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What you need to know for 08/23/2017

Dump may hamper sale of former Malta gun club


Dump may hamper sale of former Malta gun club

A former rod and gun club that Saratoga County is preparing to sell because of unpaid back taxes con
Dump may hamper sale of former Malta gun club
The former Round Lake Rod & Gun Club in Malta, scheduled to be included in a county tax auction in September, contains a former construction and demolition debris landfill.

A former rod and gun club that Saratoga County is preparing to sell because of unpaid back taxes contains an informal landfill that requires cleanup, according to the state Department of Environmental Conservation.

The construction and demolition debris dump identified at the Round Lake Rod & Gun Club could complicate the county’s efforts to sell the property.

The 33-acre property is among those scheduled to be sold at a Sept. 16 auction in Ballston Spa. County officials said the landfill situation will be disclosed to prospective buyers.

Board of Supervisors Chairman Paul Sausville, R-Malta, said the county attorney has advised them that the property remain on the auction block, “of course, with full disclosure.”

The DEC, in an Aug. 19 letter, said the county, as current owner of the property, should remove any recyclable materials like metal, plastic or glass found in the landfill. The landfill should then be covered with two feet of compacted soil to protect the environment from contamination, the department said.

Also, if ownership is transferred to someone else, the new owner should be notified of details about the landfill and DEC’s knowledge of it, wrote David Mt.Pleasant, acting regional materials management engineer.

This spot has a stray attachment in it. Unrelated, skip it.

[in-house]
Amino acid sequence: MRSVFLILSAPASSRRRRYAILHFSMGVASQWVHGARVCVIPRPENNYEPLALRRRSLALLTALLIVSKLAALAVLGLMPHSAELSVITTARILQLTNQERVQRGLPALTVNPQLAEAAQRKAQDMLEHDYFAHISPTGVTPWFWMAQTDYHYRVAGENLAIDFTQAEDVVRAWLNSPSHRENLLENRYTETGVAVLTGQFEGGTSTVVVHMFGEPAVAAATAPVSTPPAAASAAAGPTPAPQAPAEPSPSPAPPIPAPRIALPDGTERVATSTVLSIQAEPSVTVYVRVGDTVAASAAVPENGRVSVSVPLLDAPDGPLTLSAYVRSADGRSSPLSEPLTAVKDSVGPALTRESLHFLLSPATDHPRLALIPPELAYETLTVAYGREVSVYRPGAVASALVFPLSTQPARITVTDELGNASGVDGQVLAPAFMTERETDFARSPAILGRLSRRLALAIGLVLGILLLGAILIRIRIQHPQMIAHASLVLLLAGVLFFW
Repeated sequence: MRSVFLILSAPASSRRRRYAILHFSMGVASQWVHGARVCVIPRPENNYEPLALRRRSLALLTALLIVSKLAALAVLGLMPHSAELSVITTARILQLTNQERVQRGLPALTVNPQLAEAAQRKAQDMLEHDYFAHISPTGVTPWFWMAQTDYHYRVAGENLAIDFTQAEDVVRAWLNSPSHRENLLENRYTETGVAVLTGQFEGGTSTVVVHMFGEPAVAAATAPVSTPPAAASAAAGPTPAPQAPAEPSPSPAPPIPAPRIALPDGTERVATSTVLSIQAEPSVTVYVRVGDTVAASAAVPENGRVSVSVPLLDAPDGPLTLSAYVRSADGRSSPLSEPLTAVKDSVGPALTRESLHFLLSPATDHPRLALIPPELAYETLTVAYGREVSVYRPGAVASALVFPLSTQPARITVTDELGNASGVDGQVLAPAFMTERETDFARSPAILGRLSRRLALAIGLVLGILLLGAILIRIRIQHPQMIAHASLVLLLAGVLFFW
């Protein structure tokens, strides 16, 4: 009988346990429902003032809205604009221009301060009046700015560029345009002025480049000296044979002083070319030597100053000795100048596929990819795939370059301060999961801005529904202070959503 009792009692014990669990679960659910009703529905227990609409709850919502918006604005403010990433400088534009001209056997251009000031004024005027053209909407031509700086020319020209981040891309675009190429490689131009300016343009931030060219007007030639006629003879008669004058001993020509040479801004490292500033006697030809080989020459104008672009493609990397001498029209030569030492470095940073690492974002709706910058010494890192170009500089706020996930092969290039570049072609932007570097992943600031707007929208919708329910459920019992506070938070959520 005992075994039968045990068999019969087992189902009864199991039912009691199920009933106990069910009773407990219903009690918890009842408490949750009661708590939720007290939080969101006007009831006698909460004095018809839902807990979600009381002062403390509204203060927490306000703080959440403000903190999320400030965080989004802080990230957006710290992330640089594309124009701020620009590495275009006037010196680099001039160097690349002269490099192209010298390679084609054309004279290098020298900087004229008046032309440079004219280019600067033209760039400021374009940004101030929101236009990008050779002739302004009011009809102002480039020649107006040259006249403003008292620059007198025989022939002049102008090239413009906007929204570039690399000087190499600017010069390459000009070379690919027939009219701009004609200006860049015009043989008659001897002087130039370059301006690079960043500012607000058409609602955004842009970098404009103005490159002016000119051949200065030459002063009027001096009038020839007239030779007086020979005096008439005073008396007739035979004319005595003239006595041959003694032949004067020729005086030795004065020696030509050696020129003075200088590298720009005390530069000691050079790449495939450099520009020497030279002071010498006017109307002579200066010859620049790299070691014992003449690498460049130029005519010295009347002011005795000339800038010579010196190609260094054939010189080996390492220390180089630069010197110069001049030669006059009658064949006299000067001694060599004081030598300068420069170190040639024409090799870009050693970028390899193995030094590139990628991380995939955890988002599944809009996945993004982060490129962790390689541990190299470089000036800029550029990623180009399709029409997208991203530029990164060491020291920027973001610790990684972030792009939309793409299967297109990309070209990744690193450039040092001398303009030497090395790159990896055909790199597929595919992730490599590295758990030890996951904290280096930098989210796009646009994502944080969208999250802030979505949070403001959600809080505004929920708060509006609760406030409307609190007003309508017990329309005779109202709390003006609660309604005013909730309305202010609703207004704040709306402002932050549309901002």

“While this is not a regulatory requirement for this former C&D landfill, I wanted to make you aware of this process,” Mt.Pleasant wrote.

The DEC investigation was requested by the town of Malta last spring and included two site visits and testing of stream samples. The DEC letter was directed to Saratoga County as the property owner.

Sausville said the county’s legal advisers said not to begin cleanup, to avoid the county assuming liability for a full remediation.

“Once we start managing the site, we become responsible for it,” Sausville said.

Under most circumstances, state law protects municipalities from liability if they are only holding a property’s title pending a tax auction and not actively managing it. The county took title to the property by foreclosure last December because of $30,000 in unpaid back taxes between 2011 and 2013.

The club, located at the end of Ruhle Road South on land overlooking the Ballston Creek ravine, has disbanded. The land adjoins the county’s popular Zim Smith recreation trail.

Town officials previously had some interest in acquiring the property to use as either a highway department storage site or a park. The town pulled the property from the county’s March tax auction to have sufficient time to investigate the environmental issues surrounding the dump, but it isn’t interested after receiving the new information.

“I think we should run, not walk, away from ownership of the property,” said Town Attorney Tom Peterson.

“If the county doesn’t sell it, we’ll see what happens at that point,” said town Councilman Peter Klotz.

The dumping at the club took place between the 1960s and the 1980s, according to DEC. Charred debris from a 1985 fire at the club was also buried in the landfill.

DEC’s investigation found some liquid runoff from the landfill is going into a small stream that runs next to it and discharges into Ballston Creek.

While DEC made two visits, the letter says the agency did not investigate high levels of lead in the soil because of skeet shooting. It noted, though, that a 1989 study done by Malta town engineers found lead contamination and lead in the tap water, which came from an on-site well.

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